Was Margherita killed so someone could steal her saffron business? Or was it a disgruntled lover, as Margherita—unbeknownst to Isabella—was one of Venice’s wealthiest courtesans?
Or will Isabella and Rafaele find the answer deep in Margherita's past, buried in the Jewish Ghetto?
Isabella has to solve the mystery of the Saffron Crocus before Rafaele hangs for a murder he didn’t commit, though she fears the truth will drive her and the man she loves irrevocably apart.
ExcerptWho knew a singing career would be this much trouble?
“Rafaele!” She flew into the garret. “Piero, it was so wonderful, wait until I tell you!”
The stool next to the bed was knocked over. The tray with the genepy bottle was on the floor, one of the cups broken. The fat candle that had been burning next to Rafaele’s bed had been flung to the other side of the room.. Canvases were strewn all over the floor, some of them slashed, and many of Master Strozzi’s jars of paint elements were broken.
Did Piero and Rafaele have a fight? She quickly suppressed the thought. Who would get into a fight with a man who was already injured?
Something else must have happened.
She walked across the garret. “Piero? Rafaele, are you here?”
Rafaele was not in the bed. The sheets and blankets she had piled on top of him were strewn everywher. Blood-stained sheets spilled over the edge of the pallet. There was a pile of clothes on the floor.
She walked around to get a closer look.
Not clothes. It was Piero. Face down, one arm stretched out before him, as if in supplication.
A puddle of blood under him.
Praise for The Saffron Crocus"I adored this beautifully written, passionate book. The Saffron Crocus is a glittering, thrilling opera of a novel that plucked my heartstrings and kept me reading at fever pitch. Brava, Alison McMahan! Encore!" -Nancy Holder, New York Times Bestselling Author of the Wicked Saga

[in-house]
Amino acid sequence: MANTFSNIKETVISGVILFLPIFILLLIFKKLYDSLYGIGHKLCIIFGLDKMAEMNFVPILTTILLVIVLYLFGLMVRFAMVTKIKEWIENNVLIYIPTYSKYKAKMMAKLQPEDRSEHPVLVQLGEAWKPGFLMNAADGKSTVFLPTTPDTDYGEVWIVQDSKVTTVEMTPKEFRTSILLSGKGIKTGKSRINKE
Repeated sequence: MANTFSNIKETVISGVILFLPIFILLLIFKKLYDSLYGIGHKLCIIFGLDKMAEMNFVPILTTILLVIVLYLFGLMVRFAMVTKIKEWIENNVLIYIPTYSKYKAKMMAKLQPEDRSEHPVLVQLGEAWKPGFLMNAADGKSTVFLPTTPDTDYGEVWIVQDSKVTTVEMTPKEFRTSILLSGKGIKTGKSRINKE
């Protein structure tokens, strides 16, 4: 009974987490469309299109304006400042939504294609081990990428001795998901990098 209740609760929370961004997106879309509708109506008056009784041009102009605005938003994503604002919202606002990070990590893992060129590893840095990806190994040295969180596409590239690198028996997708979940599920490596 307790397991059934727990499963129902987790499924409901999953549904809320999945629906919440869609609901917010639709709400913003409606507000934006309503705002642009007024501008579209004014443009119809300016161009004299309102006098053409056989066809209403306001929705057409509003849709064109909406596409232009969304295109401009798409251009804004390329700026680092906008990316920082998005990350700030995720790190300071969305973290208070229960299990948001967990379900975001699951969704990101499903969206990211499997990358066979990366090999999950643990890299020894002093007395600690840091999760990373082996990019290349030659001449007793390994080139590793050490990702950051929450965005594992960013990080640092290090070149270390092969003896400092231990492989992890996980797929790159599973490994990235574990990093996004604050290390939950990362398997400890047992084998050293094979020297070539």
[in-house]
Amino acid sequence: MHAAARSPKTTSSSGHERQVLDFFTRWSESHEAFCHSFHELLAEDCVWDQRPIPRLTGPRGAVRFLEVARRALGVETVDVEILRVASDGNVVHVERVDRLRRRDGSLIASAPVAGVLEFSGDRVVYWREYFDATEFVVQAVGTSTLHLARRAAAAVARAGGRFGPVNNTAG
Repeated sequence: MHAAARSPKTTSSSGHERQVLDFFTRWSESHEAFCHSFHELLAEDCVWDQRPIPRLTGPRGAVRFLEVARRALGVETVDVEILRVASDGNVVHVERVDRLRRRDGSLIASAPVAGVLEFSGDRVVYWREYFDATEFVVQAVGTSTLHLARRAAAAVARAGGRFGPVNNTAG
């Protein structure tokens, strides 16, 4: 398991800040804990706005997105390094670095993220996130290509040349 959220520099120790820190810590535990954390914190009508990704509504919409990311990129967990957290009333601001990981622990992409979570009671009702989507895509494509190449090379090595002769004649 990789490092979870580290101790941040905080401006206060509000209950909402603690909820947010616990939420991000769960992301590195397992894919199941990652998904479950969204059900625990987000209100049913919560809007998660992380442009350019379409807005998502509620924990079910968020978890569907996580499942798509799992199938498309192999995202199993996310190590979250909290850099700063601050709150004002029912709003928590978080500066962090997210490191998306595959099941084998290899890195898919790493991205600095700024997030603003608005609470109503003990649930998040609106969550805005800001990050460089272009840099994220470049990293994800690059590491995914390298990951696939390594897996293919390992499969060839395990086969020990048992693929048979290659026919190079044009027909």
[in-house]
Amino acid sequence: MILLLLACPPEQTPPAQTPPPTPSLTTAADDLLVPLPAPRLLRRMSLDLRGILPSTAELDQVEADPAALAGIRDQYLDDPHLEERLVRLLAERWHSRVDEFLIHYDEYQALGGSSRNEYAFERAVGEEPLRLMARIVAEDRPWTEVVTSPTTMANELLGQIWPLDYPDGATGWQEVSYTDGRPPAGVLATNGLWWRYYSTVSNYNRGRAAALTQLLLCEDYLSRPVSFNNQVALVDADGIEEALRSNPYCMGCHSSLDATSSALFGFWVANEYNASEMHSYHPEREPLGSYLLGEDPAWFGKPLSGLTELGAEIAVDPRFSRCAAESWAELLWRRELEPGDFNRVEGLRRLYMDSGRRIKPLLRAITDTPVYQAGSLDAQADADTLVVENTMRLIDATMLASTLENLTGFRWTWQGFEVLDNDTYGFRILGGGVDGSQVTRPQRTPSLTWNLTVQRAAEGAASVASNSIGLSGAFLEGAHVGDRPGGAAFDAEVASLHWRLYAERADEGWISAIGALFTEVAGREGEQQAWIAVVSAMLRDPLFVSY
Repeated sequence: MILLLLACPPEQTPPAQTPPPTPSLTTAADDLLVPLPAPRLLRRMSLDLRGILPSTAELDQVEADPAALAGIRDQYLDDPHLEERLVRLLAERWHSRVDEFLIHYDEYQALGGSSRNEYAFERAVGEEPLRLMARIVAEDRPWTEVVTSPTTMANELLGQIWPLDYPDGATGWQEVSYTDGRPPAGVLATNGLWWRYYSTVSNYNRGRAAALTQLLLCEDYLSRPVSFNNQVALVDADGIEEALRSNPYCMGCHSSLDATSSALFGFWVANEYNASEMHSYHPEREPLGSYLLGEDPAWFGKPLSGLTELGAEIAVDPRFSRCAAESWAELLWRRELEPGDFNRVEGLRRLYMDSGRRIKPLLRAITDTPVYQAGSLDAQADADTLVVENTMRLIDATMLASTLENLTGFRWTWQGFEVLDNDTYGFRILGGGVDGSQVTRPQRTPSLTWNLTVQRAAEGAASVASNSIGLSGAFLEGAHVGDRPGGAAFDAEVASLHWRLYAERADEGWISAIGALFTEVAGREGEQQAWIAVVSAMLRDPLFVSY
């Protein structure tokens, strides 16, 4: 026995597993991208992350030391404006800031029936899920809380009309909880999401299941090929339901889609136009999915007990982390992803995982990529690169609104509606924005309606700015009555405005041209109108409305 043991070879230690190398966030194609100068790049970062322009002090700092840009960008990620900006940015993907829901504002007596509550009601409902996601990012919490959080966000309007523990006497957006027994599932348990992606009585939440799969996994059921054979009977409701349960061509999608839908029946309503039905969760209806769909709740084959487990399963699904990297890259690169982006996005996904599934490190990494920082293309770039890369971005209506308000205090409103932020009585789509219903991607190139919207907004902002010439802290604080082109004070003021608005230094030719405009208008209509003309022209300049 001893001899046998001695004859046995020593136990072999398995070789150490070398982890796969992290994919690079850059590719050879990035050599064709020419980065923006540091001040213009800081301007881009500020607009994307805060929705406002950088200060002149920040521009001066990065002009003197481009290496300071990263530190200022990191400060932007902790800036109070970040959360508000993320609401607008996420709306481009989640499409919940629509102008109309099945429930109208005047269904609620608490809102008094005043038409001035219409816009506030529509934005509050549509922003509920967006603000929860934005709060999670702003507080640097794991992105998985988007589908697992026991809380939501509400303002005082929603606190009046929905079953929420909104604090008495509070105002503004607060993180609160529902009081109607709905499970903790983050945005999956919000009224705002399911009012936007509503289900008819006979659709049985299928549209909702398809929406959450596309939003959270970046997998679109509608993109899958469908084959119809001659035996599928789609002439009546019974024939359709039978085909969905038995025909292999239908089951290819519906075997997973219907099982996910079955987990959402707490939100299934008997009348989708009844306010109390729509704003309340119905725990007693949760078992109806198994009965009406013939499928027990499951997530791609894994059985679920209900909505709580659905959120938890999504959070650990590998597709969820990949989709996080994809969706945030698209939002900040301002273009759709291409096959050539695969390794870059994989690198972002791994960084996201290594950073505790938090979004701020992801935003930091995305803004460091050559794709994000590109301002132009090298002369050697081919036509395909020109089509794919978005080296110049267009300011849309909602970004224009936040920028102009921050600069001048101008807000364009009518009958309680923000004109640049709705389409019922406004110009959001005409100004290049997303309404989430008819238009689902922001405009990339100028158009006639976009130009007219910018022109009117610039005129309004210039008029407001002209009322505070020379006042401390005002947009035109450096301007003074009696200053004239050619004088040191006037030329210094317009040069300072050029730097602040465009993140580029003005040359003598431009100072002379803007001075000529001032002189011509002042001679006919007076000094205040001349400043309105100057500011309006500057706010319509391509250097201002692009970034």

Buy the eBookBlack Opal Books
Barnes & Noble
About the AuthorAlison McMahan chased footage for her documentaries through jungles in Honduras and Cambodia, favelas in Brazil and racetracks in the U.S. She brings the same sense of adventure to her award-winning books of historical mystery and romantic adventure for teens and adults. Her latest publication is The Saffron Crocus, a historical mystery for young. Murder, Mystery & Music in 17th Century Venice.
She loves hearing from readers!
Author LinksWebpage for The Saffron Crocus
The Saffron Crocus Blog Tour & Book Blast ScheduleMonday, April 13
Book Blast at Genre Queen
Thursday, April 16
Guest Post & Giveaway at Let Them Read Books
Friday, April 17
Interview at Mythical Books
Monday, April 20
Review at Flashlight Commentary
Tuesday, April 21
Review at History From a Woman's Perspective
Wednesday, April 22
Guest Post at History From a Woman's Perspective
Tuesday, April 28
Book Blast at A Literary Vacation
Wednesday, April 29
Guest Post & Giveaway at So Many Precious Books, So Little Time
Tuesday, May 5
Review at Book Nerd
Wednesday, May 6
Review at Just One More Chapter
Thursday, May 7
Review at 100 Pages a Day
Friday, May 8
Guest Post at Just One More Chapter
Saturday, May 9
Book Blast at Romantic Historical Lovers
Tuesday, May 12
Review at The True Book Addict
Wednesday, May 13
Guest Post & Giveaway at Historical Fiction Connection
Thursday, May 14
Review at Book Babe
Guest Post at What Is That Book About
Monday, May 25
Review at Beth's Book Nook Blog
Wednesday, May 27
Book Blast at CelticLady's Reviews
Thursday, May 28
Review at The Lit Bitch
Review at Satisfaction for Insatiable Readers
Monday, June 1
Review at Broken Teepee
Tuesday, June 2
Guest Post at The Maiden's Court
Friday, June 5
Spotlight & Interview at Jorie Loves a Story
GiveawayTo enter to win a print copy of The Saffron Crocus please leave a comment below with your email address.
– Giveaway ends at 11:59pm EST on May 3rd. You must be 18 or older to enter.
– Giveaway is open to US residents only.
– Only one entry per household.
– All giveaway entrants agree to be honest and not cheat the systems; any suspect of fraud is decided upon by blog/site owner and the sponsor, and entrants may be disqualified at our discretion
– Winner have 48 hours to claim prize or new winner is chosen.